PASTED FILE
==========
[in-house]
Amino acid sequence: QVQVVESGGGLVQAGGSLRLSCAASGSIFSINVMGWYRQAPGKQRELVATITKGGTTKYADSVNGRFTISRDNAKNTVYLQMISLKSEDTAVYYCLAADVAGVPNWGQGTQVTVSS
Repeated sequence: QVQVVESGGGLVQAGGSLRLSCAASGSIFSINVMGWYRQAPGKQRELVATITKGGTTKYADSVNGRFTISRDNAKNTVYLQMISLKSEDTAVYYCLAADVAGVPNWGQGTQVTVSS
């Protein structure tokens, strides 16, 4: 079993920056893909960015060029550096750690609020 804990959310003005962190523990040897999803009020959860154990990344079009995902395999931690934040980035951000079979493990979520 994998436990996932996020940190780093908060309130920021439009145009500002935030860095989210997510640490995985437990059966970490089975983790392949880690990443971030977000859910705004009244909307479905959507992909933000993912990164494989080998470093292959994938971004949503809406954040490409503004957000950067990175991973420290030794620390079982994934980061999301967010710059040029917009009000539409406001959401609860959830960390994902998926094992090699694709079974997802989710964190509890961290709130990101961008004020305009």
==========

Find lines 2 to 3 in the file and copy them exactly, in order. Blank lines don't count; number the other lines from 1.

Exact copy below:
Amino acid sequence: QVQVVESGGGLVQAGGSLRLSCAASGSIFSINVMGWYRQAPGKQRELVATITKGGTTKYADSVNGRFTISRDNAKNTVYLQMISLKSEDTAVYYCLAADVAGVPNWGQGTQVTVSS
Repeated sequence: QVQVVESGGGLVQAGGSLRLSCAASGSIFSINVMGWYRQAPGKQRELVATITKGGTTKYADSVNGRFTISRDNAKNTVYLQMISLKSEDTAVYYCLAADVAGVPNWGQGTQVTVSS